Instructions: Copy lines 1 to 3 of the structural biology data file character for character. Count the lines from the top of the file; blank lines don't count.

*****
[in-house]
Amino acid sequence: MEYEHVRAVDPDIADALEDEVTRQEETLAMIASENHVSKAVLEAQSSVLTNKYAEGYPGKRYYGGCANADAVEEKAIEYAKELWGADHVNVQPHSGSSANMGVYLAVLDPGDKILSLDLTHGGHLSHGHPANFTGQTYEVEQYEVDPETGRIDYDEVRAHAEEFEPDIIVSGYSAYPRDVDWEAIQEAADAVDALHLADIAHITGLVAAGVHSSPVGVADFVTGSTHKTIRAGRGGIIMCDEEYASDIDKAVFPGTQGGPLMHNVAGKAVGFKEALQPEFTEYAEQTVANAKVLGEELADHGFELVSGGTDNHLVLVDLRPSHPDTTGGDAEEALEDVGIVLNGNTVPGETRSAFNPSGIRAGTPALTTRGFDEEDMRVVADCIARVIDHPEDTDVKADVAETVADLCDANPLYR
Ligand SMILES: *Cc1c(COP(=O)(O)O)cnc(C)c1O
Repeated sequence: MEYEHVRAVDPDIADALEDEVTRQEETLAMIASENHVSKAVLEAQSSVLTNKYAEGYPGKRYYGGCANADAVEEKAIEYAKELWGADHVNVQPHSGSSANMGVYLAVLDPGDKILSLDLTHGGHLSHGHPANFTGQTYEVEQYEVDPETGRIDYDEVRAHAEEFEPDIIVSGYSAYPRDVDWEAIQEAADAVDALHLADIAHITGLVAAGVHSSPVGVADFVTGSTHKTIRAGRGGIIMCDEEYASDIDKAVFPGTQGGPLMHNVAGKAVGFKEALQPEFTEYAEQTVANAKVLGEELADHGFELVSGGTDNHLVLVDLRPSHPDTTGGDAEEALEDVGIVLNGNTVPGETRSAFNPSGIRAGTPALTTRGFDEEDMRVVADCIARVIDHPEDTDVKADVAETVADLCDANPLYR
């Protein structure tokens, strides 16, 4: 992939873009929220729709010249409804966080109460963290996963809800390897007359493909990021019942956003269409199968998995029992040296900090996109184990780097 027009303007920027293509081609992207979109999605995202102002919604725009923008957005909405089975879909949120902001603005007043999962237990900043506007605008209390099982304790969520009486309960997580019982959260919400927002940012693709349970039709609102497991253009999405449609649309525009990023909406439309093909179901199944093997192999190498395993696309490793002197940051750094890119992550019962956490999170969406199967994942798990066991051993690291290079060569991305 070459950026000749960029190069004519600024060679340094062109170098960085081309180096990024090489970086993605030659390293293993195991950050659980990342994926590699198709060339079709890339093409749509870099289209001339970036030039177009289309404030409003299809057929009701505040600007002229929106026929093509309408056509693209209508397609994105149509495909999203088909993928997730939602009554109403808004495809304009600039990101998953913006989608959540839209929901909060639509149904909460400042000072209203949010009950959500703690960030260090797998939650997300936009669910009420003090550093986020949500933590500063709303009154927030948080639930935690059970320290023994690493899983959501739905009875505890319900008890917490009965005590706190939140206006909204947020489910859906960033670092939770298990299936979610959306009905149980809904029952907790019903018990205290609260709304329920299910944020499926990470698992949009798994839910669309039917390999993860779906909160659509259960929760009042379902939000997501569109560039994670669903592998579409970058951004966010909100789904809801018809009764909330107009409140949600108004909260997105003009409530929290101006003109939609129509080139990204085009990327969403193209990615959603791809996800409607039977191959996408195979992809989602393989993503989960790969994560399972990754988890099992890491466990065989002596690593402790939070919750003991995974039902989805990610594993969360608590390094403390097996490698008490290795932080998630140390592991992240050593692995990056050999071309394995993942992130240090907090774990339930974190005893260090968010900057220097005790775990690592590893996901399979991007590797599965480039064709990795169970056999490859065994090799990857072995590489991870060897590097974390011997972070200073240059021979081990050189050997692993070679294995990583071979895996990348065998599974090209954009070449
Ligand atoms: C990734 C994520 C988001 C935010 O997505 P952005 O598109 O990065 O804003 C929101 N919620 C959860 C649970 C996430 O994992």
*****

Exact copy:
[in-house]
Amino acid sequence: MEYEHVRAVDPDIADALEDEVTRQEETLAMIASENHVSKAVLEAQSSVLTNKYAEGYPGKRYYGGCANADAVEEKAIEYAKELWGADHVNVQPHSGSSANMGVYLAVLDPGDKILSLDLTHGGHLSHGHPANFTGQTYEVEQYEVDPETGRIDYDEVRAHAEEFEPDIIVSGYSAYPRDVDWEAIQEAADAVDALHLADIAHITGLVAAGVHSSPVGVADFVTGSTHKTIRAGRGGIIMCDEEYASDIDKAVFPGTQGGPLMHNVAGKAVGFKEALQPEFTEYAEQTVANAKVLGEELADHGFELVSGGTDNHLVLVDLRPSHPDTTGGDAEEALEDVGIVLNGNTVPGETRSAFNPSGIRAGTPALTTRGFDEEDMRVVADCIARVIDHPEDTDVKADVAETVADLCDANPLYR
Ligand SMILES: *Cc1c(COP(=O)(O)O)cnc(C)c1O